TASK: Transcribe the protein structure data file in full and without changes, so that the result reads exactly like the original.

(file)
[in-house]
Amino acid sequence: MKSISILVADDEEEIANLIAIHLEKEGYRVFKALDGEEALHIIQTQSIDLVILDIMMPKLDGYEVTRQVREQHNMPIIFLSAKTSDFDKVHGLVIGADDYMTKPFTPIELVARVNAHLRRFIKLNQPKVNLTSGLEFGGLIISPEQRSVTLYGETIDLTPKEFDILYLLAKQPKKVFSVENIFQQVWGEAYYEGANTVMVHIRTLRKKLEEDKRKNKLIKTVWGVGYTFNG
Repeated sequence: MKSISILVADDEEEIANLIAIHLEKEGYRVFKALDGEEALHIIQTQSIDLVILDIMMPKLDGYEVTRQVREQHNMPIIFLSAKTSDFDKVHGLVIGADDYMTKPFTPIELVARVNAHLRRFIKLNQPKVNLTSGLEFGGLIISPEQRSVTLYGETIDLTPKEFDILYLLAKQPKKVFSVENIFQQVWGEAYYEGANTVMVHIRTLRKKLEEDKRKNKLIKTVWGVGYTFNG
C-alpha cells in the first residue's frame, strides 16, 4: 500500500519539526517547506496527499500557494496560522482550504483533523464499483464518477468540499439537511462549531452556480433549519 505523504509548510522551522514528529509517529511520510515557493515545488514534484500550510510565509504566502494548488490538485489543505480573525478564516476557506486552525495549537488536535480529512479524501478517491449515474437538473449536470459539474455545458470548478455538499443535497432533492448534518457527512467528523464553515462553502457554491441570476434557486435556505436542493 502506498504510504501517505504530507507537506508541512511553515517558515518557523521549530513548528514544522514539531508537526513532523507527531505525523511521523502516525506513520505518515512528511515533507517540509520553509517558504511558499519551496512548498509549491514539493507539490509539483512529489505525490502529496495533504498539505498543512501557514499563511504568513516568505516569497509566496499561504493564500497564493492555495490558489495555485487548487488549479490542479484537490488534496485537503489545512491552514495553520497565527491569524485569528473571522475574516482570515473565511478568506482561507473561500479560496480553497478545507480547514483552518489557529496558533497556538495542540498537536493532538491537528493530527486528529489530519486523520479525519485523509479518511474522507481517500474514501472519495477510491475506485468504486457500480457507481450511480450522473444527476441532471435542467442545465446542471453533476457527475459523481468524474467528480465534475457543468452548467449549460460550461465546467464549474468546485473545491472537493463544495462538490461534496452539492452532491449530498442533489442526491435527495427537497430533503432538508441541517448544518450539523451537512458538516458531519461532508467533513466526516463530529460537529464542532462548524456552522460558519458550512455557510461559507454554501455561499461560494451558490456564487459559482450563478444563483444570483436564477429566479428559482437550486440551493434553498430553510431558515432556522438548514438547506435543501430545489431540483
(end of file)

[in-house]
Amino acid sequence: MKSISILVADDEEEIANLIAIHLEKEGYRVFKALDGEEALHIIQTQSIDLVILDIMMPKLDGYEVTRQVREQHNMPIIFLSAKTSDFDKVHGLVIGADDYMTKPFTPIELVARVNAHLRRFIKLNQPKVNLTSGLEFGGLIISPEQRSVTLYGETIDLTPKEFDILYLLAKQPKKVFSVENIFQQVWGEAYYEGANTVMVHIRTLRKKLEEDKRKNKLIKTVWGVGYTFNG
Repeated sequence: MKSISILVADDEEEIANLIAIHLEKEGYRVFKALDGEEALHIIQTQSIDLVILDIMMPKLDGYEVTRQVREQHNMPIIFLSAKTSDFDKVHGLVIGADDYMTKPFTPIELVARVNAHLRRFIKLNQPKVNLTSGLEFGGLIISPEQRSVTLYGETIDLTPKEFDILYLLAKQPKKVFSVENIFQQVWGEAYYEGANTVMVHIRTLRKKLEEDKRKNKLIKTVWGVGYTFNG
C-alpha cells in the first residue's frame, strides 16, 4: 500500500519539526517547506496527499500557494496560522482550504483533523464499483464518477468540499439537511462549531452556480433549519 505523504509548510522551522514528529509517529511520510515557493515545488514534484500550510510565509504566502494548488490538485489543505480573525478564516476557506486552525495549537488536535480529512479524501478517491449515474437538473449536470459539474455545458470548478455538499443535497432533492448534518457527512467528523464553515462553502457554491441570476434557486435556505436542493 502506498504510504501517505504530507507537506508541512511553515517558515518557523521549530513548528514544522514539531508537526513532523507527531505525523511521523502516525506513520505518515512528511515533507517540509520553509517558504511558499519551496512548498509549491514539493507539490509539483512529489505525490502529496495533504498539505498543512501557514499563511504568513516568505516569497509566496499561504493564500497564493492555495490558489495555485487548487488549479490542479484537490488534496485537503489545512491552514495553520497565527491569524485569528473571522475574516482570515473565511478568506482561507473561500479560496480553497478545507480547514483552518489557529496558533497556538495542540498537536493532538491537528493530527486528529489530519486523520479525519485523509479518511474522507481517500474514501472519495477510491475506485468504486457500480457507481450511480450522473444527476441532471435542467442545465446542471453533476457527475459523481468524474467528480465534475457543468452548467449549460460550461465546467464549474468546485473545491472537493463544495462538490461534496452539492452532491449530498442533489442526491435527495427537497430533503432538508441541517448544518450539523451537512458538516458531519461532508467533513466526516463530529460537529464542532462548524456552522460558519458550512455557510461559507454554501455561499461560494451558490456564487459559482450563478444563483444570483436564477429566479428559482437550486440551493434553498430553510431558515432556522438548514438547506435543501430545489431540483